North Korea constitutes the last link in the chain of the northeast Asian economic bloc. Whereas China and Russia steadily expanded their economic relations with South Korea throughout the post-Cold war era, they only began to normalize relations with North Korea in the late 1990s, pledging aid and further cooperation. Japan and North Korea have reached a milestone in their process of normalization by agreeing on a package of compensation, instead of reparation, for the colonial occupation of Korea by Japan. (At present, ofﬁcially, normalization is momentarily stalled because of Japanʼs fury over the abduction of Japanese nationals by North Korean security agents.) A shared vision of a northeast Asian bloc has enabled each neighbouring country to form trilateral relations with the two Koreas. This vision foresees the trans-Siberian freight route linking the natural resources and manpower of Russia and North Korea with the capital, technology and surplus production of South Korea, Japan, and even China.
An Asian economic community is projected not only to consolidate relations among northeast Asian players but also to expand its power into Europe and Southeast Asia.
The actualization of this community is forestalled by other territorial disputes, competition for hegemony, and disagreement over the US war against Iraq. Yet the crisis of capitalism in Asian countries invigorates the aspiration for unity. These are favourable circumstances for South Korea, Japan, Russia and China to oppose US aggression against North Korea, which they regard as threatening the sovereignty of North Korea and the military power of China – often said to be the true target of the US offensive in North Korea – as well as threatening their common interests, just as they are beginning to coalesce.
Some of the interests of both the US and North Korea appear to have been fulﬁlled already as a result of their nuclear stand-off, possibly obviating the need for what would be a widely unpopular war between them. Heightened military tension accompanied by a surge in anti-Americanism in the Korean peninsula might help the US kill two birds with one stone. First, it gives the US administration a rationale to execute its plan to withdraw its troops from South Korea without giving up this strategic post in Asia.
Second, it may enable the US to replace its groundforce-based security programme with a missile defence programme. In addition to enabling North Korea to leverage more US aid, the nuclear tension inadvertently enables North Korea to temper the speed of national cooperation under the control of South Korean capital. It also offers North Korea an opportunity to boost its declining legitimacy with the people of both South and North Korea in the wake of North Koreaʼs rampant famines. The peace treaty with the USA demanded by North Korea is superior to the South Korean proposal for making the Korean peninsula nuclear free. For whereas the South Korean proposal requires the two Koreas to eliminate nuclear weapons, but fails to prohibit the USA from bringing nuclear weapons to the peninsula in an emergency, the North Korean proposal categorically prohibits the use of nuclear weapons by all sides – including the USA. The peace treaty is capable of lending North Korea political currency in the process of putative national cooperation and the construction of a northeast Asian economic community.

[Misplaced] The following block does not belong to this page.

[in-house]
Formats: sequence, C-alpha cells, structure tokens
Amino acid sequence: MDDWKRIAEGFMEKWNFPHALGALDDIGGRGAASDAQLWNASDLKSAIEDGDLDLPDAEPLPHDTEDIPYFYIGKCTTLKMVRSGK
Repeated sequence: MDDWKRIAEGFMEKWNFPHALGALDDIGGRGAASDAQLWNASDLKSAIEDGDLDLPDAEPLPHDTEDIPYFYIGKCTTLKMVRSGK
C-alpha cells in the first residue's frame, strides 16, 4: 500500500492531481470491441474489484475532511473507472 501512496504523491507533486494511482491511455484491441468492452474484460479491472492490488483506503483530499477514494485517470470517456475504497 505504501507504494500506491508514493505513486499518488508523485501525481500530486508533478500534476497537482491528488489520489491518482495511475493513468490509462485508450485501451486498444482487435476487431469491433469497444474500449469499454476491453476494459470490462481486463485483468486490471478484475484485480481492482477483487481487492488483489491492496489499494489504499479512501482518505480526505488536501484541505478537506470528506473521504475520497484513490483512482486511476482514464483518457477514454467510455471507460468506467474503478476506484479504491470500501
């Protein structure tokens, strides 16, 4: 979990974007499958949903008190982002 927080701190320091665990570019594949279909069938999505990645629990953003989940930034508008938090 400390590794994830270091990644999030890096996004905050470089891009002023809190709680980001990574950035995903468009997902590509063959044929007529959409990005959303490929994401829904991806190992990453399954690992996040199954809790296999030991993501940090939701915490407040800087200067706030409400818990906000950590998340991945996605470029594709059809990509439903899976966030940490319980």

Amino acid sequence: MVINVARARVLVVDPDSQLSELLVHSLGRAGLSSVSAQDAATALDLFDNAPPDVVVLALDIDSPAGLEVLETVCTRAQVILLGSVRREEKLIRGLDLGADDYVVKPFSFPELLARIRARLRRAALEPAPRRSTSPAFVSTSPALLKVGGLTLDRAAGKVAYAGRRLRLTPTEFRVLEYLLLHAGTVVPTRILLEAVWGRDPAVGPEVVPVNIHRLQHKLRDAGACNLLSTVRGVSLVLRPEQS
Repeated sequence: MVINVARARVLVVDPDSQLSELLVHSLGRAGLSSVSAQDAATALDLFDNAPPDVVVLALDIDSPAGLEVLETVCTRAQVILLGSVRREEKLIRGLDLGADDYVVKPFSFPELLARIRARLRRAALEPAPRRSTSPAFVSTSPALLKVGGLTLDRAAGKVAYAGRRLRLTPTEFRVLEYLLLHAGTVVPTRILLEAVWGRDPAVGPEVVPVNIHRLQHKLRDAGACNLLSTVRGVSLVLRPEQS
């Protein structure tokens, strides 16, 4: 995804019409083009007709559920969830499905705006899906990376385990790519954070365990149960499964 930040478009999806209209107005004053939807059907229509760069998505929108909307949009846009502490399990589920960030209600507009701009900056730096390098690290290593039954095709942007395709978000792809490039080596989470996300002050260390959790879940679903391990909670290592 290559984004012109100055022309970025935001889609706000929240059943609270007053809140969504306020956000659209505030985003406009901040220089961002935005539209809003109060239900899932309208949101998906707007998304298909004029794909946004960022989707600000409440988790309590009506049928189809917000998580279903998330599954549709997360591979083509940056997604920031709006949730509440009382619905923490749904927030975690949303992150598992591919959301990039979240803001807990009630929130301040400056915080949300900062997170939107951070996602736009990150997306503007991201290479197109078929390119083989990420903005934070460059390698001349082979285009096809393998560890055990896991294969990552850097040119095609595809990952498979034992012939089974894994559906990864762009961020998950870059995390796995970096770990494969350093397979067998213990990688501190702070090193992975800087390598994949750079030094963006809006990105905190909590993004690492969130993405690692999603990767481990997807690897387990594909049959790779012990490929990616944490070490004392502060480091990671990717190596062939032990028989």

Anti-Americanism, a conscious distancing of oneself from it, and the insistence on spontaneity, all suggest a crisis of representation. They highlight an undeniable desire for a new national-popular space that has yet to be fully deﬁned. The North Korean state is an accomplice in the construction of neoliberal structures that are producing these energies in South Korea and are propelling the countries of northeast Asia to envisage their unity. An earlier version of this paper was presented at the conference ʻAnti-Americanism: Its History and Currencyʼ, at New York University in March 2003. The proceedings of this conference are available on the website www.bordersphere.com.Someof [archive] the conference papers will appear in a forthcoming volume edited by Andrew Ross and Kristin Ross.